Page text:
Four years ago, Katherine Gottwaldt had her first internship opportunity at Osprey Medical while she was still in high school. She credits that early experience to the reason she’s now studying biomedical engineering at the University of Minnesota.
“Starting here from my sophomore year, it really gave me the insight of what this [field] looks like and what you can do with it,” Gottwaldt said.
Returning again this year to the small medical device company, Gottwaldt is eager to build off the contributions she’s already made.
“The thousands of trials of data that I gathered, that’s what they used to make our fixed calibration table for syringes,” Gottwaldt recalled. “It’s very exciting, because now we’re using it for all of our devices.”
Let’s get to work
Osprey Medical’s area of expertise is in the development of DyeVert ™, a contrast monitoring and reduction system. This device is used during angiography procedures and designed to protect a patient’s kidneys from the potentially harmful effects of the necessary contrast media (needed for obtaining fluoroscopic images to assess vascular occlusions).
Debbie Novak, the Director of Human Resources and a Controller at Osprey, explained that when looking for someone this year to help with their increasing workload, Katherine was an easy choice. “She had the knowledge of what we needed,” Novak said. “R&D is a smaller department, and we have some tough regulatory deadlines that we are trying to meet, so we really needed someone this year that could step in that already understood the product and wouldn’t need a lot of training.”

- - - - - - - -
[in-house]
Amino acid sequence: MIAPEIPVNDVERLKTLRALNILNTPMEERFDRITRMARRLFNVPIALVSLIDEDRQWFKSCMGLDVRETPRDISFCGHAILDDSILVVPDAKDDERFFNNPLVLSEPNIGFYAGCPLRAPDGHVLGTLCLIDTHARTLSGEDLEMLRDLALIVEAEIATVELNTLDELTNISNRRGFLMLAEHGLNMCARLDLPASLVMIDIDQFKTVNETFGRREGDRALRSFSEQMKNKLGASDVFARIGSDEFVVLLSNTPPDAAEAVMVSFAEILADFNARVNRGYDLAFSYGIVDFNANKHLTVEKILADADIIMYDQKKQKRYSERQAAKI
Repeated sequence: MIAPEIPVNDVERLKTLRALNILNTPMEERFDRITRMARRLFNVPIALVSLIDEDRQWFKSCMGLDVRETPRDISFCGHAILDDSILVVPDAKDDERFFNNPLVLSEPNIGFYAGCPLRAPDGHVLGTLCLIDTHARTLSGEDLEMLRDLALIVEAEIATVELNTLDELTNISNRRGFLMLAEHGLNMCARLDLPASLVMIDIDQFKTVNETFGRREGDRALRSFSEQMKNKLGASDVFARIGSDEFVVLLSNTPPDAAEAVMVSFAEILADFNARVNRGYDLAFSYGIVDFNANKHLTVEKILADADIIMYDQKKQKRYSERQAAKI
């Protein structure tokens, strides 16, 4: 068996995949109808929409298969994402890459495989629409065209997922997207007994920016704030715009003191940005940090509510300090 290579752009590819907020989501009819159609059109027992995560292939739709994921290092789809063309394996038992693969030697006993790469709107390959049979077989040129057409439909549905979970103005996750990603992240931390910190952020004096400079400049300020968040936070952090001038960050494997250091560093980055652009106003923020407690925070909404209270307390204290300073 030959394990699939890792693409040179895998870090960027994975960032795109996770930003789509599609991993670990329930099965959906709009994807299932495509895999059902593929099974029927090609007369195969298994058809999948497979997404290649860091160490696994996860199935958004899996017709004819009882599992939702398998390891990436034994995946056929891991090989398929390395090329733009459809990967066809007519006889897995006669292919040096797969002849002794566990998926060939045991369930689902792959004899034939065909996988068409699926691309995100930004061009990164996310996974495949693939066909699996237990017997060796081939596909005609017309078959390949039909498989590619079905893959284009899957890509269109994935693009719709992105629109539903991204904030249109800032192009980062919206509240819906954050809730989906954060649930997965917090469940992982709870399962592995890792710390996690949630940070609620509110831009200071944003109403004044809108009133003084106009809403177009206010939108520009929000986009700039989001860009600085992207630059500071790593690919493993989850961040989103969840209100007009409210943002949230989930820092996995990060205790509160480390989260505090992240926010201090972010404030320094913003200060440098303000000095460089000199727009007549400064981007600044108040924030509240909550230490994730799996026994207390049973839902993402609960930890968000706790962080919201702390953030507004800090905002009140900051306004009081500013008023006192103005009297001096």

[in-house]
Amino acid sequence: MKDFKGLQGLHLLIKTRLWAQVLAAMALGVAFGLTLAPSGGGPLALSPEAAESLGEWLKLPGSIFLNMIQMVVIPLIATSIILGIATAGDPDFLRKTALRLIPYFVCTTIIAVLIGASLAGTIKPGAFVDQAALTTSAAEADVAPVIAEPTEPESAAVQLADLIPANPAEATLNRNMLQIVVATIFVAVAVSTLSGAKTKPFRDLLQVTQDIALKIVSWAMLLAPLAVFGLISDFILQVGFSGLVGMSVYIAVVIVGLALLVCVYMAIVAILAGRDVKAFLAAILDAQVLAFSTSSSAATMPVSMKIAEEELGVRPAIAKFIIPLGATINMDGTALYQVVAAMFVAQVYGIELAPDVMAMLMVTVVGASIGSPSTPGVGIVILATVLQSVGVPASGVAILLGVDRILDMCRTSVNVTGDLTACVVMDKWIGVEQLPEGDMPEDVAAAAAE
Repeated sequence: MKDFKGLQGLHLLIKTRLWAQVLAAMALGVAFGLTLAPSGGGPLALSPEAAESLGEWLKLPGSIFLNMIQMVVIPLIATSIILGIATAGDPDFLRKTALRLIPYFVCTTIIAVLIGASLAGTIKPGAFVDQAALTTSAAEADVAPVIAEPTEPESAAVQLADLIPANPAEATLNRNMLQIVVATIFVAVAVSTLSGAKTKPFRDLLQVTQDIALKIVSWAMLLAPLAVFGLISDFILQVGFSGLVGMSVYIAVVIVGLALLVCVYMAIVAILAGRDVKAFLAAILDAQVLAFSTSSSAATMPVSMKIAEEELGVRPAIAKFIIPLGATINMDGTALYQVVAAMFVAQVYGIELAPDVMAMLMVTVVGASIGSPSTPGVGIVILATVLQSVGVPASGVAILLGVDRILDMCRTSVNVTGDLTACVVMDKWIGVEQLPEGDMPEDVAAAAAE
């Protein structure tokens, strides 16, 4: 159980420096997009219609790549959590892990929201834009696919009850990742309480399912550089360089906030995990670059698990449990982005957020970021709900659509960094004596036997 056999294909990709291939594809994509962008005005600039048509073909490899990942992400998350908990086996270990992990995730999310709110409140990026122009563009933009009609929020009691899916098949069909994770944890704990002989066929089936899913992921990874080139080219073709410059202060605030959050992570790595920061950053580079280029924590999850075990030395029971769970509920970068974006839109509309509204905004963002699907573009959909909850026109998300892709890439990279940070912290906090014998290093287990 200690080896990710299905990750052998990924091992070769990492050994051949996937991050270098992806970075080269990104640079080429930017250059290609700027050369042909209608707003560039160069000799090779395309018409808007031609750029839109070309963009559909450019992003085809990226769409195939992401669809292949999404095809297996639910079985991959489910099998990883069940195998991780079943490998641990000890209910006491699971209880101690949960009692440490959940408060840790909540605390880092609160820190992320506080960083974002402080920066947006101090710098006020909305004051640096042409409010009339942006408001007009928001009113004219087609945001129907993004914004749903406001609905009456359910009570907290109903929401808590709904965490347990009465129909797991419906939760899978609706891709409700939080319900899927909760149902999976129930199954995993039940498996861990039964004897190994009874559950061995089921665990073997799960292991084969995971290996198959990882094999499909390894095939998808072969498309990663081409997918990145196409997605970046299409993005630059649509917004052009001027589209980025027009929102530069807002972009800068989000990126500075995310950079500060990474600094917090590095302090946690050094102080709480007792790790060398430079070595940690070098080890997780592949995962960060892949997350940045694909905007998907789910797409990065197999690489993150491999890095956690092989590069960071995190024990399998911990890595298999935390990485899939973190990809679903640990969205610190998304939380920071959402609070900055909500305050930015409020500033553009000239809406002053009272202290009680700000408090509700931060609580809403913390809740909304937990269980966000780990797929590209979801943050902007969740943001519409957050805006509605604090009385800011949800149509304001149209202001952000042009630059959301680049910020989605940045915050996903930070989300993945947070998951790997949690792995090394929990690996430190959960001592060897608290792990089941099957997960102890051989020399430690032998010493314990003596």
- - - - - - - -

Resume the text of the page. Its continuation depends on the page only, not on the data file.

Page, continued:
This year, Gottwaldt will be working with flow sensors, data collection and testing. She’ll will also help the team create essential work instructions needed to document test methods.
Her favorite task that she’s assisted with so far, Gottwaldt said, was working with a high-pressure test machine, a massive device that she programmed and monitored to see how well a test device could handle differing levels of applied pressure.
“Interns are more apt to think outside the box,” Novak said. “That’s the thing I see most often, they’re more likely to try new things or ask questions like, ‘why are we doing it this way?’ and it gets the rest of us thinking about whether that makes sense. To me that’s just so valuable.”
In return for their student’s creative thinking, Osprey gives back with unique, hands-on industry experiences. The company will often bring their interns on tours of their suppliers’ facilities and encourage them to regularly interact with the heads of each department.
“We really wanted to beef up the internship program, and not only give them an education in research and development but give them a broader perspective of all the different areas in a company,” Novak explained. “Sometimes, it’s seeing the whole picture that allows you to put it all together and make sense of what you’re doing or why it’s needed. Our biggest goal is to help give our interns a new perspective and direction. Something they can take with them when they go to that next level of their career.”
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